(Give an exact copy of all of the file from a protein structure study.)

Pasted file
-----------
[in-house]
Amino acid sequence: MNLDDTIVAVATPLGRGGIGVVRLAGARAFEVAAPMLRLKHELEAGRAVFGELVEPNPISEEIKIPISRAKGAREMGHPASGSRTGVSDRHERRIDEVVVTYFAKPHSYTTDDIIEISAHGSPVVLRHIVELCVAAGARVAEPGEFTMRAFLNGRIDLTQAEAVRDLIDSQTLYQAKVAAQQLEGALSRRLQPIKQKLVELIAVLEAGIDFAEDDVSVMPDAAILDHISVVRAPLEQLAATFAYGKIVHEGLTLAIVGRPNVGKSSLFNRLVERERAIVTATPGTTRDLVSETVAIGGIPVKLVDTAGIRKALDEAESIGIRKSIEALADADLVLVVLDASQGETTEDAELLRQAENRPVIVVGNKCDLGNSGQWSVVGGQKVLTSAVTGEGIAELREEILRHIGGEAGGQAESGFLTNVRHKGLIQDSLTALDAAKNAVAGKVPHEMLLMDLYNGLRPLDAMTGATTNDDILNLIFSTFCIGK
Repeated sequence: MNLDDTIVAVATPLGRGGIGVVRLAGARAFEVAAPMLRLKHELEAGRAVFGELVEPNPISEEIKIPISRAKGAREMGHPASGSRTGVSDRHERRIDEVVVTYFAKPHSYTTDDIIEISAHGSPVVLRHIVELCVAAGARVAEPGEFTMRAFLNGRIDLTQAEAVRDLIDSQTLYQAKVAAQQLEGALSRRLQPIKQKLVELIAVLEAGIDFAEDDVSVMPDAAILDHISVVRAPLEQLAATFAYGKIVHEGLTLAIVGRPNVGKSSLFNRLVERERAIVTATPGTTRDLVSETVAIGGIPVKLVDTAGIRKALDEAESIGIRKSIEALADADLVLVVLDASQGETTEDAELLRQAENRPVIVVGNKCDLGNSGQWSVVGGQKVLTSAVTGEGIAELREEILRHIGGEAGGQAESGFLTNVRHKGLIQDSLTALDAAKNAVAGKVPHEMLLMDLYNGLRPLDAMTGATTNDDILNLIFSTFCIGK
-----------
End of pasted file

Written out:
[in-house]
Amino acid sequence: MNLDDTIVAVATPLGRGGIGVVRLAGARAFEVAAPMLRLKHELEAGRAVFGELVEPNPISEEIKIPISRAKGAREMGHPASGSRTGVSDRHERRIDEVVVTYFAKPHSYTTDDIIEISAHGSPVVLRHIVELCVAAGARVAEPGEFTMRAFLNGRIDLTQAEAVRDLIDSQTLYQAKVAAQQLEGALSRRLQPIKQKLVELIAVLEAGIDFAEDDVSVMPDAAILDHISVVRAPLEQLAATFAYGKIVHEGLTLAIVGRPNVGKSSLFNRLVERERAIVTATPGTTRDLVSETVAIGGIPVKLVDTAGIRKALDEAESIGIRKSIEALADADLVLVVLDASQGETTEDAELLRQAENRPVIVVGNKCDLGNSGQWSVVGGQKVLTSAVTGEGIAELREEILRHIGGEAGGQAESGFLTNVRHKGLIQDSLTALDAAKNAVAGKVPHEMLLMDLYNGLRPLDAMTGATTNDDILNLIFSTFCIGK
Repeated sequence: MNLDDTIVAVATPLGRGGIGVVRLAGARAFEVAAPMLRLKHELEAGRAVFGELVEPNPISEEIKIPISRAKGAREMGHPASGSRTGVSDRHERRIDEVVVTYFAKPHSYTTDDIIEISAHGSPVVLRHIVELCVAAGARVAEPGEFTMRAFLNGRIDLTQAEAVRDLIDSQTLYQAKVAAQQLEGALSRRLQPIKQKLVELIAVLEAGIDFAEDDVSVMPDAAILDHISVVRAPLEQLAATFAYGKIVHEGLTLAIVGRPNVGKSSLFNRLVERERAIVTATPGTTRDLVSETVAIGGIPVKLVDTAGIRKALDEAESIGIRKSIEALADADLVLVVLDASQGETTEDAELLRQAENRPVIVVGNKCDLGNSGQWSVVGGQKVLTSAVTGEGIAELREEILRHIGGEAGGQAESGFLTNVRHKGLIQDSLTALDAAKNAVAGKVPHEMLLMDLYNGLRPLDAMTGATTNDDILNLIFSTFCIGK